The annual contest invites students in grades four through nine to submit an essay describing their experiences in overcoming barriers or obstacles they have faced, or are still facing, in their lives by using the values demonstrated by Jackie Robinson as he broke baseball's color barrier in 1947. These values are citizenship, commitment, courage, determination, excellence, integrity, justice, persistence and teamwork.
Malcolm, a member of the New Orleans Urban Youth Academy, was no stranger to the Breaking Barriers theme.
The 9-year-old has faced bullying at school due to his stutter, and he regularly attends speech therapy to combat the issue.
"When you have a stuttering problem, it's hard to make friends, because most of the time my classmates end up bullying me. So I wrote that essay, and I said bullies are people that torment and then harass you," Malcolm said.
Malcolm's mother, Cindy, recalls when she discovered that her son was being ostracized.
"Every time he went into therapy, [his therapist] would ask him about his day, and he would start talking about his day at school and how some of the kids [were] bullying him and calling him names," Cindy Venable said. "This went on for a while, so she contacted me saying she was concerned because every time she talked with him, he was talking about how these kids at school were bullying him.
"So she sent a letter asking them to address the situation: 'Every time we see him, he's talking about being bullied. And so then after that, they called me into a meeting … about the way he stutters and people teasing him and kicking sometimes, shoving -- "
"Smacking, punching, tripping," her son, sitting beside her, interjected.
Malcolm knew as soon as Cindy told him about the essay contest that he wanted to enter.
Simple answer, according to Malcolm: "To tell my story."
And tell his story Malcolm did. His essay wowed a panel of judges from MLB and contest partner Scholastic, all of whom agreed that Malcolm deserved to win.
Malcolm and his mom say they have watched the Jackie Robinson biopic '42' "a million" times and can finish any line in the movie. So it was no surprise to Cindy when Malcolm asked her to take him to an essay workshop at the New Orleans Urban Youth Academy featuring MLB educational consultant Sharon Robinson, the contest champion who just so happens to be Jackie's daughter.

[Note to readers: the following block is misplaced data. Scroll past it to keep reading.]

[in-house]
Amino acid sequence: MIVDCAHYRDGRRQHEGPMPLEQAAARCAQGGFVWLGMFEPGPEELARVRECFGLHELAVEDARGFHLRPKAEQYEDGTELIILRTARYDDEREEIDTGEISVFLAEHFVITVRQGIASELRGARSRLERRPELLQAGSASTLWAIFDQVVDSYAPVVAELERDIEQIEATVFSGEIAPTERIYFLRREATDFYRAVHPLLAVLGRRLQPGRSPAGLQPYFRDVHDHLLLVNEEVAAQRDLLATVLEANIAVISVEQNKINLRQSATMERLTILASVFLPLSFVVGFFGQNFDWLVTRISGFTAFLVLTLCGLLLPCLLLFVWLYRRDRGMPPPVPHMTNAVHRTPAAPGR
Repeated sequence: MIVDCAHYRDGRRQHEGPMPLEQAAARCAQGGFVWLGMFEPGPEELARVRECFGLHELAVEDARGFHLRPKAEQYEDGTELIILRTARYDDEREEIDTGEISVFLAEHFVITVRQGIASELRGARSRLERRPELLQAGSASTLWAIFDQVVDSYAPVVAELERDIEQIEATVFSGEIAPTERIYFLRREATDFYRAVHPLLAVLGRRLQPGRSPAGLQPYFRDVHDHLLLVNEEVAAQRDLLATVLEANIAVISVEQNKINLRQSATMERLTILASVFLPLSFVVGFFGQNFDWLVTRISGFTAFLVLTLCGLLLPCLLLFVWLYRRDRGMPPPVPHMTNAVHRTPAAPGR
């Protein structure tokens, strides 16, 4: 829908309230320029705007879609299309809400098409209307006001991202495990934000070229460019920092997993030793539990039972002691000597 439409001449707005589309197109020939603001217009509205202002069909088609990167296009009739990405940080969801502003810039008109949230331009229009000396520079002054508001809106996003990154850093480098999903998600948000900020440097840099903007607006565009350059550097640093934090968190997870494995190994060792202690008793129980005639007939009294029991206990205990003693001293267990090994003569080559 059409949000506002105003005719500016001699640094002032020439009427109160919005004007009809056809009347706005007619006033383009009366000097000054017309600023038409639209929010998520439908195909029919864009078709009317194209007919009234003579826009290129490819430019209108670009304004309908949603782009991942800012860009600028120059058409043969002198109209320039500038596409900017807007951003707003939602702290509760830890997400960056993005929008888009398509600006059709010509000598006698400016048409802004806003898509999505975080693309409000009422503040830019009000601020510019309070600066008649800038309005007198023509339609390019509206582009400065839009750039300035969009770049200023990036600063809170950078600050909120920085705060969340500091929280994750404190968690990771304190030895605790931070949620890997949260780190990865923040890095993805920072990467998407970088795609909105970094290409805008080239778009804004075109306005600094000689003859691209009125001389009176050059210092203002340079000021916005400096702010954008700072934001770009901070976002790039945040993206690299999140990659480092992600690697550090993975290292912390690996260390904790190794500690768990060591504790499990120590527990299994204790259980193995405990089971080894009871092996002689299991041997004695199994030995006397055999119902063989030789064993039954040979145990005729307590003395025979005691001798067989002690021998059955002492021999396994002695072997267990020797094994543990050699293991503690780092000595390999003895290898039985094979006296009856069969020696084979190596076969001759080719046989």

"We found out that they were going to have a Breaking Barriers assembly and that Ms. Sharon Robinson was going to be there," Cindy Venable recalled. "He was so excited. He asked me if we could go out and buy some balls; he wanted an autographed ball from her. He couldn't wait to meet her, even if he didn't win the contest, that at least he would have a chance to meet her. That was how it all came about."
Malcolm made an impression on Robinson during their first meeting -- so much so that Robinson had to contain herself when she saw his name among the finalists' essays.
"I recognized his name, and then I said, 'Oh my God, he did it,'" she said, "because he really told that story in its fullness, and then when we got to judging, again I didn't say anything about the fact that we had met Malcolm until after judging. And when it came to the voting, it was unanimous that Malcolm was the grand prize winner. I was really so very happy and so very proud of him."
That merited a hug from Malcolm, who then promptly turned and administered another hug, this one to his mom.
Not only did Malcolm win the grand prize out of 18,000 entries -- which netted him a school visit and class set of books from Robinson as well as a trip to Cincinnati for the All-Star Game -- but MLB is also sending him to Camp SAY, a two-week sleep-away camp for kids who stutter, next month.
But the biggest prize of all was one not listed in the contest description.
Writing his essay, Malcolm said, "made me feel good about myself that I could do it. I could do anything that I put my mind to."
Yes, indeed, Malcolm: you won the whole thing.
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